http://www.perlmonks.org?node_id=1203327

likbez has asked for the wisdom of the Perl Monks concerning the following question:

This is kind of topic that previously was reserved to Cobol and PL/1 forums ;-) but now Perl is almost 30 years old and it looks like the space for Perl archeology is gradually opening ;-).

I got a dozen of fairly large scripts (several thousand lines each) written in a (very) early version of Perl 5 (below Perl 5.6), I now need:

1. Convert them to use strict pragma. The problem is that all of them share (some heavily, some not) information from main program to subroutines (and sometimes among subroutines too) via global variables in addition to (or sometimes instead of) parameters. Those scripts mostly do not use my declarations either.

So I need to map variables into local and global namespaces for each subroutine (around 40 per script; each pretty small -- less then hundred lines) to declare them properly.

As initial step I just plan use global variable with namespace qualification or our lists for each subroutine. Currently I plan to postprocess output of perl -MO=Xref old_perl_script.pl

and generate such statement. Is there a better way ?

2. If possible I want to split the main namespace into at least two chunks putting all subroutines into another namespace, or module. I actually do not know how to export subroutines names into other namespace (for example main::) when just package statements is used in Perl as in example below. Modules do some magic via exporter that I just use but do not fully understand. For example if we have

#main_script ... ... ... x:a(1,2,3); ... ... ... package x; sub a {...) sub b {...} sub c {...} package y; ... ... ...
How can I access subs a,b,c without qualifying them with namespace x from the main:: namespace?

3. Generally this task looks like a case of refactoring. I wonder, if any Perl IDE has some of required capabilities, or are there tools that can helpful.

My time to make the conversion is limited and using some off the shelf tools that speed up the process would be a great help.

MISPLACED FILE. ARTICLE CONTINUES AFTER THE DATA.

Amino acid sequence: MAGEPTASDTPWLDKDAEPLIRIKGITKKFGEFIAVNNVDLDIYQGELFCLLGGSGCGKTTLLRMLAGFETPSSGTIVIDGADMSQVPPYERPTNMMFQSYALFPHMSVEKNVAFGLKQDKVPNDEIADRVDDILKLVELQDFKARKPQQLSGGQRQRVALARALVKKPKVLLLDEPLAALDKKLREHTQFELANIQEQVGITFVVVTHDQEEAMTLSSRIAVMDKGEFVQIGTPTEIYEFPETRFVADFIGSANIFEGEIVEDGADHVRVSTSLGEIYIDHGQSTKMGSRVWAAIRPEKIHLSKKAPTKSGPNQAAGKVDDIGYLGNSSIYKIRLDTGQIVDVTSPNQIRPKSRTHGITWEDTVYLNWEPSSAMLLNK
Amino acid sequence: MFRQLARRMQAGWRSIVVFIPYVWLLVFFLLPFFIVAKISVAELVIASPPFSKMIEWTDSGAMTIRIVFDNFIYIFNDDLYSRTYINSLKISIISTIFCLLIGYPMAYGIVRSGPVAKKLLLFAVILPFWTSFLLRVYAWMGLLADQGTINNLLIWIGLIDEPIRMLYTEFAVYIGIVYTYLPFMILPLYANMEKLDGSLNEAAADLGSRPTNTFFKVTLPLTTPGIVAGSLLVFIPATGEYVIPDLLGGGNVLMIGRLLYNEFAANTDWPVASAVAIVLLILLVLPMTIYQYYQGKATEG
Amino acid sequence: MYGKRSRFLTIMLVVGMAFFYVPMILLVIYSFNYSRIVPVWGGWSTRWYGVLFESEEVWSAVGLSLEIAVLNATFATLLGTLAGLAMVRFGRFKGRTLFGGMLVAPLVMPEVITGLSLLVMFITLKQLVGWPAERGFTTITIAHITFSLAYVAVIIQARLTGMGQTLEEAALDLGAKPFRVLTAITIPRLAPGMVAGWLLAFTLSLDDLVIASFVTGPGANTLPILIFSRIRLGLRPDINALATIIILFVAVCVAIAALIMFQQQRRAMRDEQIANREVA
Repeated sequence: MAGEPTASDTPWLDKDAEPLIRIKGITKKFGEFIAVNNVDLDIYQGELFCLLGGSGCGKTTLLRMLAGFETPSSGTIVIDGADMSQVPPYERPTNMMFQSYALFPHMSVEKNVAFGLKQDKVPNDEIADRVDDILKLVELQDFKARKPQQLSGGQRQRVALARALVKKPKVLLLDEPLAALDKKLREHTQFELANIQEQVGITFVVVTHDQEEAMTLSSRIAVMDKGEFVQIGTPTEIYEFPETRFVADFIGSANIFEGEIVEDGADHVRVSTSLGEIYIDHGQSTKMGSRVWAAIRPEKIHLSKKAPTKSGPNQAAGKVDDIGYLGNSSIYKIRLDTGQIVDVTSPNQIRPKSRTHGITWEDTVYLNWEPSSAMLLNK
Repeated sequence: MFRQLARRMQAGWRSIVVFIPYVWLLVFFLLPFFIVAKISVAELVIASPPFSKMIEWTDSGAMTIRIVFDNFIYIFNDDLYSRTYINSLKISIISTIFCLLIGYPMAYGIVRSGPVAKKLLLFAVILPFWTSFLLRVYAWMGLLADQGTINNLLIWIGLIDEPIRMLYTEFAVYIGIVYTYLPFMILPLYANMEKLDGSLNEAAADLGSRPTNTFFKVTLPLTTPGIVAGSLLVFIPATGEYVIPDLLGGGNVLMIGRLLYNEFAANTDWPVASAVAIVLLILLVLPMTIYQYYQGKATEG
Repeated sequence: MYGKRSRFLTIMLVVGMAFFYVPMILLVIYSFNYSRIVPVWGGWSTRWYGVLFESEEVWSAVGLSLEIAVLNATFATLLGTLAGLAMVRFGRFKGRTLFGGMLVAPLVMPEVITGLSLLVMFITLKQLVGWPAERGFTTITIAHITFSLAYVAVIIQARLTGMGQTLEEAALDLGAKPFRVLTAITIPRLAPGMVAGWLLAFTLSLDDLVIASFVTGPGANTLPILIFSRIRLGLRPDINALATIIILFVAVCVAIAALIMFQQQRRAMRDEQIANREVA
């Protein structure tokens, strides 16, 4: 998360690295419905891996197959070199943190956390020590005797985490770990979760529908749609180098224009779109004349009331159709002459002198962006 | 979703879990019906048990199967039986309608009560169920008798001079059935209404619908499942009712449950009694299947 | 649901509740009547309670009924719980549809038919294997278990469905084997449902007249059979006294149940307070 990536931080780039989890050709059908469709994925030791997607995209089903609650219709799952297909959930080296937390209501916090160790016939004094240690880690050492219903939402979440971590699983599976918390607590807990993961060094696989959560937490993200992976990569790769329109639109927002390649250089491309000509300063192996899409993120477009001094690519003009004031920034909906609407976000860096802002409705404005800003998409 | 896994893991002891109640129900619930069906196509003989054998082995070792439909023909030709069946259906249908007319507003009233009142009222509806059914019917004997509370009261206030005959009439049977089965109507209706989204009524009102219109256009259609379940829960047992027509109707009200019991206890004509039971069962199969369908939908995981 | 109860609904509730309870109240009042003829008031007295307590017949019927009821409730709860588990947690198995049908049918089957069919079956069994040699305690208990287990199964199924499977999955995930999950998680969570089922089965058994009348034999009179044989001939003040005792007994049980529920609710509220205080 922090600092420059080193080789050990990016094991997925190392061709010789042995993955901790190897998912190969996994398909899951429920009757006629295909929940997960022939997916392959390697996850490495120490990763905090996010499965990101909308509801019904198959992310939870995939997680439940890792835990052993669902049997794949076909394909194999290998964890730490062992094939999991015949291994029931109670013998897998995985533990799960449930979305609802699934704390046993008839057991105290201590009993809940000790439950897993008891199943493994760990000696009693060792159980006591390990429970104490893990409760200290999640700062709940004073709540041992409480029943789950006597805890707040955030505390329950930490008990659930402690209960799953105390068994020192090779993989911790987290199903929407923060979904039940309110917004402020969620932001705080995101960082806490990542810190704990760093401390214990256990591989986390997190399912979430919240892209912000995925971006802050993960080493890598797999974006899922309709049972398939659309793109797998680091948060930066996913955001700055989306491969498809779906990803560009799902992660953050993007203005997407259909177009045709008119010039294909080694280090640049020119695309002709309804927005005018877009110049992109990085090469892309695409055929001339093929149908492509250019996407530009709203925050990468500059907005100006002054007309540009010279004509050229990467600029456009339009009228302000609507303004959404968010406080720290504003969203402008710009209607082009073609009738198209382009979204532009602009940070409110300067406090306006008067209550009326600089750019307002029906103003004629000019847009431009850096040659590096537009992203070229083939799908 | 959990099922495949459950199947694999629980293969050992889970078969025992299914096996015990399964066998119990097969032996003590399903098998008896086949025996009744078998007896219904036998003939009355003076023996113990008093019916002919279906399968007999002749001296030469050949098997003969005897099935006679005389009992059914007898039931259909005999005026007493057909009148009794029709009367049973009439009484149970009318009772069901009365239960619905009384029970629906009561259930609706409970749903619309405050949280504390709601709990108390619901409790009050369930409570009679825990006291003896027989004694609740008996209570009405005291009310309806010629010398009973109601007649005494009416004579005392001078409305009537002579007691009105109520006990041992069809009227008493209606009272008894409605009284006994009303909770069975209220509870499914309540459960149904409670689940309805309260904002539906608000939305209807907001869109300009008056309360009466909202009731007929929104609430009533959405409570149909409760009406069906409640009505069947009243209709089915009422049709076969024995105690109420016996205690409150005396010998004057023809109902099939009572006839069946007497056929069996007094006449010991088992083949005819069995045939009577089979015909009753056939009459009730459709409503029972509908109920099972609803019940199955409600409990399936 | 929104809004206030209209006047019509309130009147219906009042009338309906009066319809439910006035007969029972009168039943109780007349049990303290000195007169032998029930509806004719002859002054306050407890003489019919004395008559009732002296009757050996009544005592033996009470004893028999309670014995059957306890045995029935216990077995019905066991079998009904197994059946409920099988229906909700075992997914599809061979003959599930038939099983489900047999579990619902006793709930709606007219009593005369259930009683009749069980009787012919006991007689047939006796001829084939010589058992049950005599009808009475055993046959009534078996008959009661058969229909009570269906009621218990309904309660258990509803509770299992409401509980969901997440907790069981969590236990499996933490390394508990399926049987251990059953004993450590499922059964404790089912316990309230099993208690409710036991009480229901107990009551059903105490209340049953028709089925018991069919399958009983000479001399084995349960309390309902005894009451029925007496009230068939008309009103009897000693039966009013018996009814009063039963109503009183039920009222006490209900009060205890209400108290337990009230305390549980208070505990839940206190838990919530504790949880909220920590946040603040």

Any advice will be greatly appreciated.

Replies are listed 'Best First'.
Re: Perl archeology: Need help in refactoring of old Perl code that does not use strict
by Corion (Pope) on Nov 14, 2017 at 08:45 UTC

    In addition to AnomalousMonks advice of a test suite, I would suggest at the very least to invest the time up front to run automatic regression tests between whatever development version of the program you have and the current "good" (but ugly) version. That way you can easily verify whether your change affected the output and operation of the program. Ideally, the output of your new program and the old program should remain identical while you are cleaning things up.

    Note that you can enable strict locally in blocks, so you don't need to make the main program compliant but can start out with subroutines or files and slowly convert them.

    For your second question, have a look at Exporter. Basically it allows you to im/export subroutine names between packages:

    package x; use Exporter 'import'; our @EXPORT_OK = ('a', 'b', 'c');
    #main_script use x 'a', 'b'; # makes a() and b() available in the main namespace

    To find and collect the global variables, maybe it helps you to dump the global namespace before and after your program has run. All these names are good candidates for being at least declared via our to make them visible, and then ideally removed to pass the parameters explicitly instead of implicitly: